More than any other food I know, sushi is something to be eaten as much with one’s eyes as with one’s mouth. When well prepared, sushi are edible pieces of jewellery: slabs of shining marble nested on translucent pearls. Each slice of fish, cool, supple, and smooth against one’s tongue, each grain of rice sweet and tender, yet slightly resistant against one’s teeth. When done right, sushi is sublime.
Done badly, what is served as sushi is no better than mounds of hacked-up raw fish dumped on wads of bad rice, which is sadly all too typical of the fare from Toronto and most North American sushi restaurants. To distract the unenlightened from this fact though, the same restaurants would thickly ladle on the gimmick, offering mutilated Frankenstein creations with inane names, smothered in some horrid type of whitish/pink mayonnaise sauce. Sometimes, I think the creation of the “Kamekaze” was desperate and subtle plead from the self-respecting sushi chef forced to bring them into existence.
Which brings me to a recent article on BlogTO dissecting the gigantic shortcomings of the recent Toronto Sushi Festival. Analysis of the finances and logistics of the festival is good and all, but the article misses the point ENTIRELY. This question of “What went wrong?” can be easily explained by reviewing the heading image of the post and dispensing with the article altogether.
Quite simply, the festival did not serve sushi. What they did serve were a mass of sad misshapen objects, which in the case of the picture was barely held together by flaccid nori. If you had trouble swallowing this garbage, have no fear, there is even a giant bottle of mayo to lubricate the descent. How incredibly considerate of them.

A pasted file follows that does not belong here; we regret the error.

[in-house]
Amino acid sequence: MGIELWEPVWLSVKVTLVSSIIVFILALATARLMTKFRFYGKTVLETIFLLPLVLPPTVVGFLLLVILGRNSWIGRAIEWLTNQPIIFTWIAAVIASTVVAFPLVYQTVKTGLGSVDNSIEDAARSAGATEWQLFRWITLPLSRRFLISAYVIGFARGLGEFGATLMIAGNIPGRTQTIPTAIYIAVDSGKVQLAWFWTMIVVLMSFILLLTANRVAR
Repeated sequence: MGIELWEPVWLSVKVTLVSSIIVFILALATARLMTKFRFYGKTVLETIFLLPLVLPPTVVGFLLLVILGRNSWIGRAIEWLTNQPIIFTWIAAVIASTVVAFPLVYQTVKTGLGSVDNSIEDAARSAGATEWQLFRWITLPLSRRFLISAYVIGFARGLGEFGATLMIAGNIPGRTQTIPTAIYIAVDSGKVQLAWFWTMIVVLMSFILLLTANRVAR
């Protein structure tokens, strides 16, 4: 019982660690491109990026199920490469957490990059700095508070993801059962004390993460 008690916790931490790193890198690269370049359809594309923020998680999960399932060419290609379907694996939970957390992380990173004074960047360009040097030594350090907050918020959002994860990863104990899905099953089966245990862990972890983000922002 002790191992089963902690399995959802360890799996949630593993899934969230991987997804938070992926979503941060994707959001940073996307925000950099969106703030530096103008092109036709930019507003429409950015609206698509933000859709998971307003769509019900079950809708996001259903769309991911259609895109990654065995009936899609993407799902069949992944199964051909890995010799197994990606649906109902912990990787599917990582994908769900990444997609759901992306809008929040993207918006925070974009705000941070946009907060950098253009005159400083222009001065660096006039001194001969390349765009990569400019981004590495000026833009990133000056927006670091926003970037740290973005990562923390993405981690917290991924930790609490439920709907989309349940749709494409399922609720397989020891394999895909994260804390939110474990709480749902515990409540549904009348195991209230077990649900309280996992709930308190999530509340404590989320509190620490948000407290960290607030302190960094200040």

True be told, these results are not entirely surprising given that most Toronto sushi restaurants could hardly craft an acceptable piece of nigiri or maki (or hold off on the mayo) on their best days. Shut them in the same convention hall with a cranky mob and what gets produced is “sushi” of disappointingly high quantity to quality ratios.
While all this is lamentable, what ultimately leaves me in utter dejection are the complaint of many of these festival goers. It seems they minded ever so slightly that they were being serve crap sushi, but they were furious that they could not be served enough of these wads of chum-n-rice fast enough. Seriously people, are you so desperate to eat badly prepped raw fish that being prevented from doing so makes you so irate? What is being signalled here to the restauranteurs is that they can get away with serving terrible things with minimal repercussion and will thus attempt to get away with even more next time. [See Things to Avoid 14: Sloppiness
For people that love sushi, spend the time and educated yourself about the food. Become the descerning clients that your favorite sushi restaurants deserve, and demand from them food made with craftsmenship that honour the flavours and textures of the quality ingredients they use. Be vocal. Complain loudly if your sushi is made with warm rice and demand they remake your kappa roll if the nori is not crisp, but also comment on how well the fish is sliced if it is uniform and beautiful and if the rice is a joy to look at and delicious to eat. If they meet your challege, support them and eat there everyday, otherwise leave and never go back.
This is a battle we must all willing to fight for. Should we success, we shall see in the future a glourious Toronto (or your favourite city) with well-priced pieces of jewel-like sushi served throughout its neighborhoods. A city where its gentle souls can go to actual sushi festivals and be served real sushi. But should we lose the battle, Toronto will see its streets filled with restaurants serving that delightfully “innovative” chum and mayo filled maki-roll, named after the city itself.
And that is not a future I want to live in.